Girls just want to have FUNdamental human rights!

This is just a bit of an update about what I’ve been up to lately and what projects are coming up just over the horizon… in no particular order. 

Firstly, I was extremely honoured to have recently visited “Knit Your Revolt” superstar Shannon Morton in Brisbane to talk all things Craftivism. She said that my figurative quilting has inspiered her to create a story quilt about the “Knit Your Revolt” gang. So we met up so I could show her some techniques and talk more broadly about the power of craftivism. We made this little prototype portrait of one of the gang members: 
 
After which Shannon made gave me a “Knit Your Revolt Tricycle Gang” patch and made me a member of the gang (even though I can’t knit!). I’m so stoked about it – watch this space for future Craftivism actions taken as part of this inspiring group of dissenters.     

After this exciting trip to sunny Queensland it was time to head back to Melbourne and get started on the next two projects:  

The ‘Great Stash Swap’ and ‘fGeneration: Feminism, Art, Progression’ 

I was very excited to be invited to take part in these two totally separate really awesome projects. The Great Statsh Swap was a week long event organised by fellow Craftivist and Crafiti artist Sayraphim Lothian. The project involved getting a bunch of crafty people to get there fabric stacks together at Gallery 314 in Richmond, Melbourne and then to basically swap it for other people’s stash. Over the week this was happening Sayraphim held a sort of pop-up artist in residence, where she invited one artist/crafter to sit and make in the space with her every day. I was one of those lucky artists invited to raid the loot and make something out of it. This was super timely because I had just been invited by artist and curator Caroline Phillips to contribute to an upcoming exhibition at the George Paton Gallery, Melbourne titled: fGeneration: feminism, art, progression. So I ended up making a mini-appliqué quilted hanging titled “Girls just want to have FUNdamental human rights” as my contribution to the exhibition while at The Great Stash Swap. 

This is me making at The Great Stash Swap…    

I’m also going to show another little mini-embroided quilted hanging at fGeneration, this one is titled “Feminist KillJoy”. I made just for fun not long ago and luckily for me it fits right in with the exhibition theme!

 

Venus Court

Another really exciting art-making project which I’m happy to finally be able to share is my first ever commission. Venus Court is a Melbourne based band made up of two talented brothers Jake and Sam O’Brien, I’ve known them forever and my partner George Carpenter produced their upcoming EP at his Gold Coast studio ‘Little Pink’. They have both been big supporters of my work and at the start of the year they asked me to make them a quilted banner for their band that they can use on stage. I made them this hanging below (2m x2m)  and they were so stoked with it that they’ve decided to use it as the cover of their upcoming EP!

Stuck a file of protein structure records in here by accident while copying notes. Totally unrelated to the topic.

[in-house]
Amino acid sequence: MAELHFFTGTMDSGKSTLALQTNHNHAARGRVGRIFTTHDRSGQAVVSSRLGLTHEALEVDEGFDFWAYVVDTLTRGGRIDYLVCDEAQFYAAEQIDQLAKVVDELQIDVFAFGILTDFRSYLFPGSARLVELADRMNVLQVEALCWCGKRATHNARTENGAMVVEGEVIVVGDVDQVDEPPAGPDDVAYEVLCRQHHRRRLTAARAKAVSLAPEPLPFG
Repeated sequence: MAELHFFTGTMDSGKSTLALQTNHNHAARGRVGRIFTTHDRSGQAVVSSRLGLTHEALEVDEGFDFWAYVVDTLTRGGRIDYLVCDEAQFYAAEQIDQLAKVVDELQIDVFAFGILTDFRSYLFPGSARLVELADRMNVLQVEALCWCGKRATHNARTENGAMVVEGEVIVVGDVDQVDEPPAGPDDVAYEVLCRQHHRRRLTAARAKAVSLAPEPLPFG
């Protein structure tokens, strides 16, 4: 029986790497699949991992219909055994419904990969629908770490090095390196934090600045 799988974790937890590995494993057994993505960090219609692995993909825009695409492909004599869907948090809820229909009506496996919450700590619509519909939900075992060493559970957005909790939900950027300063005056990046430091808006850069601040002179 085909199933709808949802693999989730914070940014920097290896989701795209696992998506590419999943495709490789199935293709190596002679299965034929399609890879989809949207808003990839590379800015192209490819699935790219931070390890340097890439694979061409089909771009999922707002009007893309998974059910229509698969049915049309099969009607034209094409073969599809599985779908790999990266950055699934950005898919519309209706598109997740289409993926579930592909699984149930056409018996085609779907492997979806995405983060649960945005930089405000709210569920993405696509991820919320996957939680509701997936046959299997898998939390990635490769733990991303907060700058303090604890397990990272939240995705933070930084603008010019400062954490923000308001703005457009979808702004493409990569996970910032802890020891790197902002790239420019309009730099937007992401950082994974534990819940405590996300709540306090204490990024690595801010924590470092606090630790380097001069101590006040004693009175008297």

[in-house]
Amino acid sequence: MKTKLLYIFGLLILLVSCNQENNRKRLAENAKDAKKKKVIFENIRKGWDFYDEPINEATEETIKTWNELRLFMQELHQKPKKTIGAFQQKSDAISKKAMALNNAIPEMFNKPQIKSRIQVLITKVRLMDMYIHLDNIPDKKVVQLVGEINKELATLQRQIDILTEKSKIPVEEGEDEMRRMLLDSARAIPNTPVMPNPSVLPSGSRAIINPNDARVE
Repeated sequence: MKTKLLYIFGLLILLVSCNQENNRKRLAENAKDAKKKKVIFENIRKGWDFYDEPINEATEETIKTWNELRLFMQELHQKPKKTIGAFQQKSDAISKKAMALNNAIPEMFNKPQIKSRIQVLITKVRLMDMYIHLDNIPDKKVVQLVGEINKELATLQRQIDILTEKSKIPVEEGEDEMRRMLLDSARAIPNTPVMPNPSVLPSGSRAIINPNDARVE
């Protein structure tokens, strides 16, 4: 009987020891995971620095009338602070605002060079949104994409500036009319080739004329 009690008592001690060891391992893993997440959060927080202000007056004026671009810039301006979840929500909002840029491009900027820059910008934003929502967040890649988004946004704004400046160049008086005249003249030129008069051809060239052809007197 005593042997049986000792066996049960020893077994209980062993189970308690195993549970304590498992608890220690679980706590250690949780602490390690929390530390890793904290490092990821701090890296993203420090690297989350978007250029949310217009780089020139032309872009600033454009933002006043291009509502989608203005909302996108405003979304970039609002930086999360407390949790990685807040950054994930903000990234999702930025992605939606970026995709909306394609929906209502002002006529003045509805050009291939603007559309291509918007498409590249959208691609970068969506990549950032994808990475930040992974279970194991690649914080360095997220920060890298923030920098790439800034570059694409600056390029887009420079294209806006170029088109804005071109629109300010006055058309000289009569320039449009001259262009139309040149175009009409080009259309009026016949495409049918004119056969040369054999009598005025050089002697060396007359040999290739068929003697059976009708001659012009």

This is them standing in front of the hanging during the photo shoot for the cover – as you can see it’s a portrait of them.  
 

Below is a super close up to give you a sense of what the work looks like up close and in 3D.

  

In between these bigger projects I’ve been playing around with some smaller crafty ideas. I’ve started hand making patches using felt and embroidery and I’ve also started a very ambitious cross-stitching piece as my response/contribution to Peter Drew’s “Real Australian’s Say Welcome” campaign. 

   
  
As you can see this cross stitch is nowhere near finished – I can’t believe how long it takes! Luckily I was in bed for three weeks with pneumonia recently otherwise I would never of got as much as I have done. I guess its going to be one of those ongoing labour of love type pieces.

Upcoming Projects:  

Finally, I have three really exciting projects coming up in the next 6 months that will make up the primary case-studies for my practice-led PhD research. They are all socially engaged craftivism projects that involve a partnership with different non-profit organisations. 

The first is a non-traditional residency with Igniting Change, a charity that works to support some really outstanding organisations including the Asylum Seeker Resource Centre. I will be spending about 4 weeks over Oct/Nov this year in their office space making a story-quilt that celebrates the values of the organisation and shares some of the impacts they’ve had. I’ll be donating this work to Igniting Change so they can use it as a story telling device to help with communicating their complex work going forward. 

The second will be a project delivered when I’m a guest-in-residence at the Billilla Historic Mansion in Brighton thanks to artist and craftivist Kate Just who has kindly given me her studio there while she is overseas. The project will involve raising funds and awareness for the International Woman’s Development Agency through me making and giving away a appliqué quilted portrait of the first 50 people who donate $50 to the organisation as part of this campaign. I’ll be launching this project in December so keep an eye out for that.